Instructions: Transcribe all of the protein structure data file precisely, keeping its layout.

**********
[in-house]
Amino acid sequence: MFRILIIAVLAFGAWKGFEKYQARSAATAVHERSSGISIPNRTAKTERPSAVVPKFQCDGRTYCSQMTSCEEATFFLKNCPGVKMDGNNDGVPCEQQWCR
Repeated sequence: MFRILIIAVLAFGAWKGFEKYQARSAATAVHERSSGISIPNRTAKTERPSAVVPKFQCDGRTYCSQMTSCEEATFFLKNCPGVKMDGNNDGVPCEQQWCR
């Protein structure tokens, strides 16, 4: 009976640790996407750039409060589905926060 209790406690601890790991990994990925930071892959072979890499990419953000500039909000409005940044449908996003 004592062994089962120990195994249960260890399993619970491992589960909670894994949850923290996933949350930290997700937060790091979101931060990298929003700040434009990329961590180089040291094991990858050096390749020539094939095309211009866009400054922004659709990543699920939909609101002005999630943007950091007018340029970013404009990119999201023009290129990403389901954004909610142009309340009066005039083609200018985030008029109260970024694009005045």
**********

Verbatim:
[in-house]
Amino acid sequence: MFRILIIAVLAFGAWKGFEKYQARSAATAVHERSSGISIPNRTAKTERPSAVVPKFQCDGRTYCSQMTSCEEATFFLKNCPGVKMDGNNDGVPCEQQWCR
Repeated sequence: MFRILIIAVLAFGAWKGFEKYQARSAATAVHERSSGISIPNRTAKTERPSAVVPKFQCDGRTYCSQMTSCEEATFFLKNCPGVKMDGNNDGVPCEQQWCR
């Protein structure tokens, strides 16, 4: 009976640790996407750039409060589905926060 209790406690601890790991990994990925930071892959072979890499990419953000500039909000409005940044449908996003 004592062994089962120990195994249960260890399993619970491992589960909670894994949850923290996933949350930290997700937060790091979101931060990298929003700040434009990329961590180089040291094991990858050096390749020539094939095309211009866009400054922004659709990543699920939909609101002005999630943007950091007018340029970013404009990119999201023009290129990403389901954004909610142009309340009066005039083609200018985030008029109260970024694009005045």